In her new book The Alchemy of Us: How Humans and Matter Transformed One Another, materials scientist Ainissa Ramirez explores how technology and society shape each other. Through stories about how the use of electricity changed our sleep cycles and how a baking emergency led to the development of scientific glass, Ramirez’s book describes the people behind technological advances and how they both help and harm societies.
Ramirez started her career as a researcher at Bell Labs and Yale University, but always sought out opportunities to share science with general audiences in creative ways because of her own experience in science education. Though she had an early love of science as a child, she found that her college-level science courses were designed to weed out students. To her, that was the opposite of what society needed those classes to do: bring more people into the sciences. So Ramirez has dedicated herself to making science accessible, even to audiences that may not think science is for them.
C&EN spoke with Ramirez about what it was like writing the book, the importance of talking about science in the context of society, and how The Alchemy of Us can help researchers share science with a general audience.
▸ Favorite element: Carbon
▸ Education: Brown University, ScB, materials science and engineering; Stanford University, MS, materials science and engineering; Stanford University, PhD, materials science and engineering
▸ Books:The Alchemy of Us (2020), Newton’s Football (2013), Save Our Science (e-book, 2013)
▸ Podcast:Science Underground
▸ Current project: Writing a children’s book
What first got you interested in science?
It was really a television program called 3-2-1 Contact. I saw an African American girl solving problems, and that put me on the path of becoming a scientist. But before that, I was a very, very curious kid. When my dad would come home—he worked at IBM and he would repair computers—he would have two heavy briefcases full of tools. When he arrived, I was excited to see him. But I was actually a little bit more excited to see the toolboxes because I would use them to take stuff apart in the house. I think my curiosity put me on this path, and then seeing my reflection on that television program gave me the language for what that was—a scientist.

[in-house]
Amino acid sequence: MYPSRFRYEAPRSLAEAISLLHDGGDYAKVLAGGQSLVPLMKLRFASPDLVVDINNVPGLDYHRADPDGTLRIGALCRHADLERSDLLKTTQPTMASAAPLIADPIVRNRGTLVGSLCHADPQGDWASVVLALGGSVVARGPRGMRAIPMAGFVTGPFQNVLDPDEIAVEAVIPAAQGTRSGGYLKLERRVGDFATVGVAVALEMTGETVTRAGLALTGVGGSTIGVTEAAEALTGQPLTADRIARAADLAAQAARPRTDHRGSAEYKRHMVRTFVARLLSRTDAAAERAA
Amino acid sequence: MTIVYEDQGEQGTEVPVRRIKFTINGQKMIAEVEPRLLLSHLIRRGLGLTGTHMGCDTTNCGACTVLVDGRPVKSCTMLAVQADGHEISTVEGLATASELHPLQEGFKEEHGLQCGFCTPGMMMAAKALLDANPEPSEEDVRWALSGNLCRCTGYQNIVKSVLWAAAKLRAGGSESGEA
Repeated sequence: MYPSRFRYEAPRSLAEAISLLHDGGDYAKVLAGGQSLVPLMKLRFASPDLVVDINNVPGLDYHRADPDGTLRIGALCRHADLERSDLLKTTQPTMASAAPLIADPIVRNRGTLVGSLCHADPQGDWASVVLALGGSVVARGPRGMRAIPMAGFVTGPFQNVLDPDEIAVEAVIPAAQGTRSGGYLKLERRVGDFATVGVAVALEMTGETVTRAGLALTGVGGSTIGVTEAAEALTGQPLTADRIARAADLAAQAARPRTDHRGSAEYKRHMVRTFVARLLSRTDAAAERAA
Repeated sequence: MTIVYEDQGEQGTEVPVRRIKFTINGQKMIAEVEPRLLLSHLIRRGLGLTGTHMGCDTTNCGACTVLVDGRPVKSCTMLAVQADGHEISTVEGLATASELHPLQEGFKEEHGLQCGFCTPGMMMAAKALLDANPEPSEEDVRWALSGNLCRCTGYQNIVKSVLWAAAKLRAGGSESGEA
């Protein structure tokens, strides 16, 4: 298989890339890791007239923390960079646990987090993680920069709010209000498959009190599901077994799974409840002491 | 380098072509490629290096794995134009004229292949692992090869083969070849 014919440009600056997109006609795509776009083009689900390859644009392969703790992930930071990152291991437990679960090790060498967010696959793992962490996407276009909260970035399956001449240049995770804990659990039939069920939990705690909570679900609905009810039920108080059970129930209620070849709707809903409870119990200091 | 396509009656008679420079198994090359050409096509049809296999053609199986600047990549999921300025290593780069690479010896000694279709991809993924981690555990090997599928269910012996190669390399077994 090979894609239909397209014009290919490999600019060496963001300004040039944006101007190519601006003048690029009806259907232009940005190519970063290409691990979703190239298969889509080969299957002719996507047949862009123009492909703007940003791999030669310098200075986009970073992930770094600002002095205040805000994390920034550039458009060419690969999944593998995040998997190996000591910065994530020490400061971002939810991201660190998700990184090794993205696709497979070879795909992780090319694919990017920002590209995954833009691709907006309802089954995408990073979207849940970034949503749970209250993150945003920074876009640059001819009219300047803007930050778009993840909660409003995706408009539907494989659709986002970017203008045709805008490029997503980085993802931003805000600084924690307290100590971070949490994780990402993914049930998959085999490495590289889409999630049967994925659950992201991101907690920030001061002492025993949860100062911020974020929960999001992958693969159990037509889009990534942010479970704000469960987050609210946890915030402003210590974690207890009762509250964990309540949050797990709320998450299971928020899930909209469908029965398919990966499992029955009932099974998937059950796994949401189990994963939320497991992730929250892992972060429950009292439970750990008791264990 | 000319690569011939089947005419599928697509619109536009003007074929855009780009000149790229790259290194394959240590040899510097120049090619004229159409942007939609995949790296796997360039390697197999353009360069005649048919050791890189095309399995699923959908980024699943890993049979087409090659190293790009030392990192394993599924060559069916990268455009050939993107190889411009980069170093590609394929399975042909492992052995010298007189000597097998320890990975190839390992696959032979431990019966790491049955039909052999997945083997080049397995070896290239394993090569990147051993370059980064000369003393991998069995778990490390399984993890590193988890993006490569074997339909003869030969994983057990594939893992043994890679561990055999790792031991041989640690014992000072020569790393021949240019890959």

How did you approach writing The Alchemy of Us for a general audience?
There had been quite a few books about chemistry and about materials science that were out, and I knew that I couldn’t take the same approach. The Alchemy of Us actually forced me, as a materials scientist, as a communicator, to think of another way to make it compelling to other people.
I’ve learned that stories really are compelling to people, particularly if you’re trying to get audiences who don’t necessarily read science. I didn’t want to preach to the choir and write a book for people who already liked science. When I was teaching in my community college days, I taught students who were first generation—they were working, they had many forces that could pull them away from my class. I wanted to make sure that the classes were as engaging and as exciting as possible so that the students would be willing to come back. Similarly with the book, I know that there are many forces that are pulling our attention, particularly those who may not be interested in science. And so I found that stories are stickier; they pull people in. That was the reason why I took the approach I did in The Alchemy of Us.
In the book, you write about scientists who are complex people with strengths and weaknesses. Why did you think it’s important to understand all sides of scientists?
People are attracted to flaws. That’s the reason why we read fiction. Readers resonate with people who have flaws. And I really wanted to debunk the myth about genius. Many of the people who are in the book didn’t have advanced degrees. All they had was a problem, and a willingness to solve it. It was important not only to show materials and their impact, but also to make people feel a little bit more connected to science, creativity, and discovery. One of the ways I had to do that was just taking down this notion that there are people who are super geniuses, and you’re not like them. They may be very smart, but look at this flaw! If he can do it or she can do it, you can do it too! That was my premise for making these folks very real.